The original term should have been “cut body” instead of what it is now; however, the word “切 る” = kiru (cut) was an exclusive word reserved for samurais during the Muromachi Era (1336 – 1573).

It was even considered too inauspicious to the point of almost superstitious to be used anywhere outside the samurai circles.

On the other hand, sashimi may also derive from an ancient culinary practice in Japan where chefs/cooks would often stick the fish’s tail or fin to their meat slices in order to identify the fish that has been served on the customer’s table as writing them on paper was time-consuming and too distracting.

Historians also point out that there is a traditional fishing method in Japan where fish caught by individual handlines are considered “sashimi-grade.” Once the fish lands on the boat or the side of the river, a sharp spike is used to pierce its brain, and then it is placed in slurried ice.

Fishermen deliberately do the spiking to kill the fish immediately in order for it not to produce any melatonin or lactic acid and its meat remains fresh and delicious to eat for up to 10 days.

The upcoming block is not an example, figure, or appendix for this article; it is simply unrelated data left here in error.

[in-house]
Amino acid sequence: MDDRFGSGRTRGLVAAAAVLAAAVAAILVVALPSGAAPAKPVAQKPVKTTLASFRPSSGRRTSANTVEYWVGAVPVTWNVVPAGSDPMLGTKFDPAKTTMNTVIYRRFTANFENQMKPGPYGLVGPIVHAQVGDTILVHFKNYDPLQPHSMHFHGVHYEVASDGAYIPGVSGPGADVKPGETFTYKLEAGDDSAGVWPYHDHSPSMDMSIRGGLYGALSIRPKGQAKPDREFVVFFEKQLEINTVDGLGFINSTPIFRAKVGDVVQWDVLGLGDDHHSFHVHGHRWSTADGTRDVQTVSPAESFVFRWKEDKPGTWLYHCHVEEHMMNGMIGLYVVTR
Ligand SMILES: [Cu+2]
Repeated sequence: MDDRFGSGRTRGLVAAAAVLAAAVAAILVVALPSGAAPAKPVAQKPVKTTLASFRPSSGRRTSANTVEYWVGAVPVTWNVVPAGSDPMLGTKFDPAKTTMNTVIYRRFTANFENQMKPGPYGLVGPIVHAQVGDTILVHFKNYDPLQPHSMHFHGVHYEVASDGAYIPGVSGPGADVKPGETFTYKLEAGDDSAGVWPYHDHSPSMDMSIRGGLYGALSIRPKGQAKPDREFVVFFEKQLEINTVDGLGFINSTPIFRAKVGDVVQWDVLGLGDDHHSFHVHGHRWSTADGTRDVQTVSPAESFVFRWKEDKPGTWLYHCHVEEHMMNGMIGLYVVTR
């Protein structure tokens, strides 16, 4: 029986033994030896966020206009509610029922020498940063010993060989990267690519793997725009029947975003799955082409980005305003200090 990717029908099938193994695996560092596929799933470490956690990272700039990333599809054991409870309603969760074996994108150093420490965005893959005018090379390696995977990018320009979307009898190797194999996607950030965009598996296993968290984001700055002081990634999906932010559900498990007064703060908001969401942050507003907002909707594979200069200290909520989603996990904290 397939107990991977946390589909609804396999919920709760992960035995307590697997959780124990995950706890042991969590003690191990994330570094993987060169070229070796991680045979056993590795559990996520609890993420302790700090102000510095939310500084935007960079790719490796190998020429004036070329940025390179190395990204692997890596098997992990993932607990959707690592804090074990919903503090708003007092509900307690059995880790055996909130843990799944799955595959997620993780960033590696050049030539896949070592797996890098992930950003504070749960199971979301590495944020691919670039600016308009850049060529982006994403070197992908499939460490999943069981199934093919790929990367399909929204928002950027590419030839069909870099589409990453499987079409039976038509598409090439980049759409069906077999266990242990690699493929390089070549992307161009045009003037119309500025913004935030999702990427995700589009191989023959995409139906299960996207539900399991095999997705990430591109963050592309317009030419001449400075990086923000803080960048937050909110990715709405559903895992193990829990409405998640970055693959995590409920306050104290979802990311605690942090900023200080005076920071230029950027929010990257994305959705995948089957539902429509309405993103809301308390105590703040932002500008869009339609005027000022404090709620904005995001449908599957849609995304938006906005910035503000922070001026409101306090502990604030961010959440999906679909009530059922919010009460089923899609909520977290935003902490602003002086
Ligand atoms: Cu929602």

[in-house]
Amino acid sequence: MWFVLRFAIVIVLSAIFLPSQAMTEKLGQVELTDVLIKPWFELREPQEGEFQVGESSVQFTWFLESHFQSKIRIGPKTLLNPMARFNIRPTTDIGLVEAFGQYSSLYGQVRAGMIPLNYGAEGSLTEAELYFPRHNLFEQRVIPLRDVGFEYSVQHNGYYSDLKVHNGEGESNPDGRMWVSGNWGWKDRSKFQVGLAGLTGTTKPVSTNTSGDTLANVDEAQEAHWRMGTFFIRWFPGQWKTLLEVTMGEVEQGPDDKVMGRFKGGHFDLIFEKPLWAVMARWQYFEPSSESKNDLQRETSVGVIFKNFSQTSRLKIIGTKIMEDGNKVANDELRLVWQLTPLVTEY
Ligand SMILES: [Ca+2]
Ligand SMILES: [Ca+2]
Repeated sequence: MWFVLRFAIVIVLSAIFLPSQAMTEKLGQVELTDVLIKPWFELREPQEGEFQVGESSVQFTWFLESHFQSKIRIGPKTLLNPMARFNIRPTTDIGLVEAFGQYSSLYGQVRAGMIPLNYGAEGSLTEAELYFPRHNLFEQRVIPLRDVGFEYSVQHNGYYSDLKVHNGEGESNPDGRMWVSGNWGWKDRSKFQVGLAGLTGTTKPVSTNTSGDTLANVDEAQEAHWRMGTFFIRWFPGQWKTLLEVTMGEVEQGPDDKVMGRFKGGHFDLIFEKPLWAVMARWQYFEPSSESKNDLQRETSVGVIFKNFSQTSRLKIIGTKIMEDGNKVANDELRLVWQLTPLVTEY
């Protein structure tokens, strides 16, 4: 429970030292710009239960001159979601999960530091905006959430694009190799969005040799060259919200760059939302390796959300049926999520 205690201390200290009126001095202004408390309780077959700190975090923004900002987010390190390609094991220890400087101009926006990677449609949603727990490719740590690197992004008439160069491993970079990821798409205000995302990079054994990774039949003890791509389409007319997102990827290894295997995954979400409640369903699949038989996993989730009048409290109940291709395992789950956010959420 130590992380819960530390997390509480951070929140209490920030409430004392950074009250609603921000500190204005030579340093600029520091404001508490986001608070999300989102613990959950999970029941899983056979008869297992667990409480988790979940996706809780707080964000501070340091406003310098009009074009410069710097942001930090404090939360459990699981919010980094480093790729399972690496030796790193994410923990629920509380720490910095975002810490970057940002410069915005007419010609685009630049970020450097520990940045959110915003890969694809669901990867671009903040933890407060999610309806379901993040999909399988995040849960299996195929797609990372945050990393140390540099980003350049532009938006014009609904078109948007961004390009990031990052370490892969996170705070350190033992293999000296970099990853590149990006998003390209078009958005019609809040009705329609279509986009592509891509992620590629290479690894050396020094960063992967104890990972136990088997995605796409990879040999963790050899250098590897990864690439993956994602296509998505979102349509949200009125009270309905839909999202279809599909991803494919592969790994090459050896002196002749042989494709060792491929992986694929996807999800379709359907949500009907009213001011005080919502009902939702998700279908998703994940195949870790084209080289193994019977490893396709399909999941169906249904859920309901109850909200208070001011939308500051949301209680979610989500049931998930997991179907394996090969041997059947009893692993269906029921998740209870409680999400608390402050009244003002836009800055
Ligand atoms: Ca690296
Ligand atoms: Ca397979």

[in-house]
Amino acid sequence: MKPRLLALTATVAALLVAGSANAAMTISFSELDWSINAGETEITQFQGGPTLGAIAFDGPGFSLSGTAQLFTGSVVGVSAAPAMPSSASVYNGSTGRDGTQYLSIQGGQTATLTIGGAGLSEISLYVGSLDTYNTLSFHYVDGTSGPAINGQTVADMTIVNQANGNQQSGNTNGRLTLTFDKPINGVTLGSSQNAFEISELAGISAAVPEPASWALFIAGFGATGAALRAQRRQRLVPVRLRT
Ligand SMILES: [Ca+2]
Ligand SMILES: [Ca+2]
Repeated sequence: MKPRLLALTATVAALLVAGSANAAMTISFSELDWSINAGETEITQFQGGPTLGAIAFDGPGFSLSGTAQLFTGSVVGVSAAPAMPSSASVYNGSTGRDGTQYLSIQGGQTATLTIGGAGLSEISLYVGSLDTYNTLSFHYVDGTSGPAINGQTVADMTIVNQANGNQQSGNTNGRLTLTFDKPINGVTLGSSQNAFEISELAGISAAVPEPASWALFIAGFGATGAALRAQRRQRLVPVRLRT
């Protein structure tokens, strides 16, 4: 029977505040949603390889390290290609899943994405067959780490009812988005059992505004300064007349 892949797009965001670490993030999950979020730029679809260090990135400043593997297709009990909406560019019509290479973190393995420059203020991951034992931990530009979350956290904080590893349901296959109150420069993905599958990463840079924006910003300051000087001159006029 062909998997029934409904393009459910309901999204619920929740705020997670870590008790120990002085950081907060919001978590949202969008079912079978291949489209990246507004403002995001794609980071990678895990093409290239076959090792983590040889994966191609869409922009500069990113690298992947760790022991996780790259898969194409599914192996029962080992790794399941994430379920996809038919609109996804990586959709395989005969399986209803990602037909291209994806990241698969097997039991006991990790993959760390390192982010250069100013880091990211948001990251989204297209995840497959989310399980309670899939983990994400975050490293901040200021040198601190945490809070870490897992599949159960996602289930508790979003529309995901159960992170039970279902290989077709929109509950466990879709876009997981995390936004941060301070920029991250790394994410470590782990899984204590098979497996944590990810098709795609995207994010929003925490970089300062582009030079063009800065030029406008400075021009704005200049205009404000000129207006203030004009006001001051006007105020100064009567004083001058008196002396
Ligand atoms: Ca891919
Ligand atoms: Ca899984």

The spiking process is called ikejime.

The Difference Between Sushi and Sashimi

For those who are unfamiliar with Japanese food they often confuse sushi and sashimi for each other and even go as far as using them interchangeably, but it only takes a little familiarization with Japanese food and tradition to understand that the 2 dishes are distinct from one another.

Sushi is simply explained as any dish that has to do with vinegared rice. Traditionally raw fish was one of sushi’s key ingredients; however, there are many sushi dishes that have cooked seafood in them, while others have no seafood contents whatsoever.

By contrast, sashimi is a standalone dish and does not require any side dishes.

Another difference that can be observed between them is that while sushi requires having rice that has been dressed in vinegar, sashimi is always served without rice and it’s simply just thin slices of raw fish like tuna, salmon or any other seafood.

Chefs often prefer saltwater fish over freshwater fish when preparing sashimi, because freshwater fish tend to have parasites that could cause food poisoning and other intestinal problems.

It’s true that sushi chefs also use sliced raw seafood when preparing sushi dishes; however, it cannot be considered as sashimi as long as it is paired with vinegared rice.

In order for it to be called a sashimi dish, then it must be served without any side dishes, especially rice.

Normally, when you dine in a Japanese restaurant and order sashimi, it will be served to you on top of shredded daikon (white radish) along with pickled ginger, wasabi and soy sauce.

In high-end Japanese/Sushi Restaurants, the fish are alive in fish tanks ready to be prepared and freshly served for the customer.

Below is a list of fish types that are used to make sashimi dishes.

We can, therefore, surmise that sushi can have sashimi as part of its ingredients, but its core ingredient is rice dressed in vinegar. On the other hand, sashimi cannot be served with vinegared rice but by itself only.